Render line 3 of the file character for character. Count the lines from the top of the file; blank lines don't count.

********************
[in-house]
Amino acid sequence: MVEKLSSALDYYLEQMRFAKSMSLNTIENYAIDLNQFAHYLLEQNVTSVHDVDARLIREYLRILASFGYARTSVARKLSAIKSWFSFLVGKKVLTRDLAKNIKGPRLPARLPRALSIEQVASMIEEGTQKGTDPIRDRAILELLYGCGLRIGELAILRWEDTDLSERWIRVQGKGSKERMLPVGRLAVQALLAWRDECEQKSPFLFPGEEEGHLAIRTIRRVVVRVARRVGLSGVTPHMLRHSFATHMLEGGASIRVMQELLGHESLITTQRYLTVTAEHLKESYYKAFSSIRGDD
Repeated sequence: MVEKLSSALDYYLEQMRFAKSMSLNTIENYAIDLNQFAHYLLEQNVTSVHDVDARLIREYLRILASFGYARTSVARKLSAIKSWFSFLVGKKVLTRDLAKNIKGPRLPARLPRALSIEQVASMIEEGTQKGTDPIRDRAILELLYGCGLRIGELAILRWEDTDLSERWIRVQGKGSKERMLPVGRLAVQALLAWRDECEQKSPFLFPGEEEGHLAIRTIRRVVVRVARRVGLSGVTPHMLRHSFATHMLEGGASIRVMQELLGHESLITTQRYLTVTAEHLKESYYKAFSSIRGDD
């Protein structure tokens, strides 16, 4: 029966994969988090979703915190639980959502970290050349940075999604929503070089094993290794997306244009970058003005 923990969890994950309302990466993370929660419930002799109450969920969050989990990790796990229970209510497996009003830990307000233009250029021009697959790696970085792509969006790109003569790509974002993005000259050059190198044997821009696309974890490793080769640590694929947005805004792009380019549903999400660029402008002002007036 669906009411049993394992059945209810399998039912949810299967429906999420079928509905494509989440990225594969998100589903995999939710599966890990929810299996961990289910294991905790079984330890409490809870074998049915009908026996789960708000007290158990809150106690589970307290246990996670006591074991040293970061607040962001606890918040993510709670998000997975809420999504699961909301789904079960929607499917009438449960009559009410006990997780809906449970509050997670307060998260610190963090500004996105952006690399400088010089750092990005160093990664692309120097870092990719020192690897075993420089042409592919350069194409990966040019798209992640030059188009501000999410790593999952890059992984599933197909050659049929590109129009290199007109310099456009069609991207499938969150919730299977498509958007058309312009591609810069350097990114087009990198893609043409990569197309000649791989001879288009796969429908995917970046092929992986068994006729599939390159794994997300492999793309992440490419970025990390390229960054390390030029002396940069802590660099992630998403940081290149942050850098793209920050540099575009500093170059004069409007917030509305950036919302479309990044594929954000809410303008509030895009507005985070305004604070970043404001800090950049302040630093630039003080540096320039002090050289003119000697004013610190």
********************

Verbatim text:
Repeated sequence: MVEKLSSALDYYLEQMRFAKSMSLNTIENYAIDLNQFAHYLLEQNVTSVHDVDARLIREYLRILASFGYARTSVARKLSAIKSWFSFLVGKKVLTRDLAKNIKGPRLPARLPRALSIEQVASMIEEGTQKGTDPIRDRAILELLYGCGLRIGELAILRWEDTDLSERWIRVQGKGSKERMLPVGRLAVQALLAWRDECEQKSPFLFPGEEEGHLAIRTIRRVVVRVARRVGLSGVTPHMLRHSFATHMLEGGASIRVMQELLGHESLITTQRYLTVTAEHLKESYYKAFSSIRGDD